Bleaching of wool and process recipe

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Bleaching of wool and process recipe:

Wool is a type of animal fiber, which can be bleached by oxidizing agent hydrogen peroxide. Wool bleaching cannot be done by sodium or calcium hypochlorite, as it damages the fiber. On the other hand, bleaching can be done by reducing bleaching agents like sulfur dioxide.

Wool bleaching by sulfur dioxide:

In this method, the wool is bleached by the reducing agent sulfur dioxide. Bleaching is done by soaking wet wool in sulfur smoke or steam. In this method, a closed chamber is used for bleaching. The name of this chamber is a stove. It has to be made of wood, brick, or stone. Inside the stove are some vertical poles in the shape of a roll. Wool is hung on these poles. In one corner of the stove is an iron tray to hold sulfur.

Sulfur is ignited when a piece of reddish hot iron is placed in a tray. This results in bumps of sulfur which absorb the wet wool fibers resulting in wool bleaching. Note that the wool used must have a certain amount of moisture. If the moisture is low, wool does not absorb sulfur dioxide and if it is excessive, there will be uneven bleaching. At the end of bleaching, the wool is washed first with cold water and then with 0.5% hydrogen peroxide, and finally with water.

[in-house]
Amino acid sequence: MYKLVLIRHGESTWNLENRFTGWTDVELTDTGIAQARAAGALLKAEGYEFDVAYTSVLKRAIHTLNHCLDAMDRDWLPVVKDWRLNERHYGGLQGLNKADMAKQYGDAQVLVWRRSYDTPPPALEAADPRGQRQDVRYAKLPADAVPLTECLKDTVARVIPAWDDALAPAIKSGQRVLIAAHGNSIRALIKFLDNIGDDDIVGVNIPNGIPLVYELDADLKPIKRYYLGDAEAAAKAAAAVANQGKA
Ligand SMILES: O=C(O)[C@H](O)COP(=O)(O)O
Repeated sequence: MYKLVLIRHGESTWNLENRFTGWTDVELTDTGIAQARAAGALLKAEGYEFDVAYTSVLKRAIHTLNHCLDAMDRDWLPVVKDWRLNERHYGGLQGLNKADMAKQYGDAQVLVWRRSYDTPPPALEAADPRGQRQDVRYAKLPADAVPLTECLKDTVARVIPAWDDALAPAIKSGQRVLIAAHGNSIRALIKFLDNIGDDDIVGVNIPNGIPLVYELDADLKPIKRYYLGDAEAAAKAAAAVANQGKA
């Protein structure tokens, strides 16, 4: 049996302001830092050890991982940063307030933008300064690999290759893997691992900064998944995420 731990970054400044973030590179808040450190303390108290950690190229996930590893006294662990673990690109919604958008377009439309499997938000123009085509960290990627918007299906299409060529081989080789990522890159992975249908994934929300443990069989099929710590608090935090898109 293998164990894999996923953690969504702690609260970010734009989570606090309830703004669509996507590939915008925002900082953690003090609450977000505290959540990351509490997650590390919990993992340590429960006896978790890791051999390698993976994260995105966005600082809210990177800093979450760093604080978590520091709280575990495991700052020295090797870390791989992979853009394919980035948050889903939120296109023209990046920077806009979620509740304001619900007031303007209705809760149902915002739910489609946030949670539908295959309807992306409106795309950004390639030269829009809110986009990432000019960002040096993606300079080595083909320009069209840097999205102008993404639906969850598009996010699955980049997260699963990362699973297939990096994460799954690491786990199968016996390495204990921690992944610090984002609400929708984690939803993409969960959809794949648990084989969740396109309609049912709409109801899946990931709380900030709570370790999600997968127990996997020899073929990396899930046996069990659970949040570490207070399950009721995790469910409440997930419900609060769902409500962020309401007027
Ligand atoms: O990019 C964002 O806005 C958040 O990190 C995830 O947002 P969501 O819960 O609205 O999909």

Wool Bleaching with Hydrogen Peroxide:

Bleaching wool by oxidizing agent hydrogen peroxide is very similar to cotton bleaching. However, the temperature and pH are kept low here. Bleaching is done by dipping the wool in the liqueur of the bleaching pot i.e. by steeping method.

The bleaching pot must be made of stainless steel, wood, stone, or concrete but cannot be made of copper or iron. This is because they act as agents to break down hydrogen peroxide.

Bleaching of wool and process recipe-Recipe:

Tetrasodium pyroPhosphate → 2 pounds

Ethylenediaminetetraacetic acid (EDTA) (30%) → 1 pound

Hydrogen peroxide (35%) → 2.5 gallons.

Or hydrogen peroxide (50%) → 1 gallon

The rest of the water is taken to make 100 gallons of solution. The wool is immersed in the solution and soaked directly at a temperature of 50°C to 55°C. However, wool should always be immersed in liqueur.

Again when the machine is bleached all the liqueurs are stirred at a temperature of 50°C for 3 to 5 hours. Here the pH of the solution has to be kept between7.5 to 9.

At the end of bleaching, the wool is smeared with 1% to 2% sodium bisulfite solution at room temperature for 10 to 20 minutes. Then it dries.

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